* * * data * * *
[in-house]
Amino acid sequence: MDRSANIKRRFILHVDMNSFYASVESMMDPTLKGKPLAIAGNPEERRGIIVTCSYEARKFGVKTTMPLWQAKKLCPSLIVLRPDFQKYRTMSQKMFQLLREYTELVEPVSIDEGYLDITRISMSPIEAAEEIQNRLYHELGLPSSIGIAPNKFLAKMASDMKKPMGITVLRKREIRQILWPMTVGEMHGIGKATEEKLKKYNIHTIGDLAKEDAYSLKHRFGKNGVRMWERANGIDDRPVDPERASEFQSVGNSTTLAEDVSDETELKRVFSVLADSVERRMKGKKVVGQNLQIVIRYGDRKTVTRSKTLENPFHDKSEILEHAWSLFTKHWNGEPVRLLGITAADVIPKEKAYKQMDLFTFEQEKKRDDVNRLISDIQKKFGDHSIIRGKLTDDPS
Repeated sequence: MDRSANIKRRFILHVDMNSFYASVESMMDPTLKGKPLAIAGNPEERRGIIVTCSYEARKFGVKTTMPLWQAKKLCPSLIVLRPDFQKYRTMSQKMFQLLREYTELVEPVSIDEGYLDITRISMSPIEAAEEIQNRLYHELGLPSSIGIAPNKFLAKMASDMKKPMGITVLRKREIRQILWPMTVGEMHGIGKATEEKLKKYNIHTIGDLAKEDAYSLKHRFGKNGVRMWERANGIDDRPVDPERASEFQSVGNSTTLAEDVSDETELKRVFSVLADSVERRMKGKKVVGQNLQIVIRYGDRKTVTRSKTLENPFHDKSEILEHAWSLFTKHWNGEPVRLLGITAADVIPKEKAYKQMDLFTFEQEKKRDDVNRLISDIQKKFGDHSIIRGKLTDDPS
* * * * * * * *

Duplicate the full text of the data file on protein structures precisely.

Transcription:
[in-house]
Amino acid sequence: MDRSANIKRRFILHVDMNSFYASVESMMDPTLKGKPLAIAGNPEERRGIIVTCSYEARKFGVKTTMPLWQAKKLCPSLIVLRPDFQKYRTMSQKMFQLLREYTELVEPVSIDEGYLDITRISMSPIEAAEEIQNRLYHELGLPSSIGIAPNKFLAKMASDMKKPMGITVLRKREIRQILWPMTVGEMHGIGKATEEKLKKYNIHTIGDLAKEDAYSLKHRFGKNGVRMWERANGIDDRPVDPERASEFQSVGNSTTLAEDVSDETELKRVFSVLADSVERRMKGKKVVGQNLQIVIRYGDRKTVTRSKTLENPFHDKSEILEHAWSLFTKHWNGEPVRLLGITAADVIPKEKAYKQMDLFTFEQEKKRDDVNRLISDIQKKFGDHSIIRGKLTDDPS
Repeated sequence: MDRSANIKRRFILHVDMNSFYASVESMMDPTLKGKPLAIAGNPEERRGIIVTCSYEARKFGVKTTMPLWQAKKLCPSLIVLRPDFQKYRTMSQKMFQLLREYTELVEPVSIDEGYLDITRISMSPIEAAEEIQNRLYHELGLPSSIGIAPNKFLAKMASDMKKPMGITVLRKREIRQILWPMTVGEMHGIGKATEEKLKKYNIHTIGDLAKEDAYSLKHRFGKNGVRMWERANGIDDRPVDPERASEFQSVGNSTTLAEDVSDETELKRVFSVLADSVERRMKGKKVVGQNLQIVIRYGDRKTVTRSKTLENPFHDKSEILEHAWSLFTKHWNGEPVRLLGITAADVIPKEKAYKQMDLFTFEQEKKRDDVNRLISDIQKKFGDHSIIRGKLTDDPS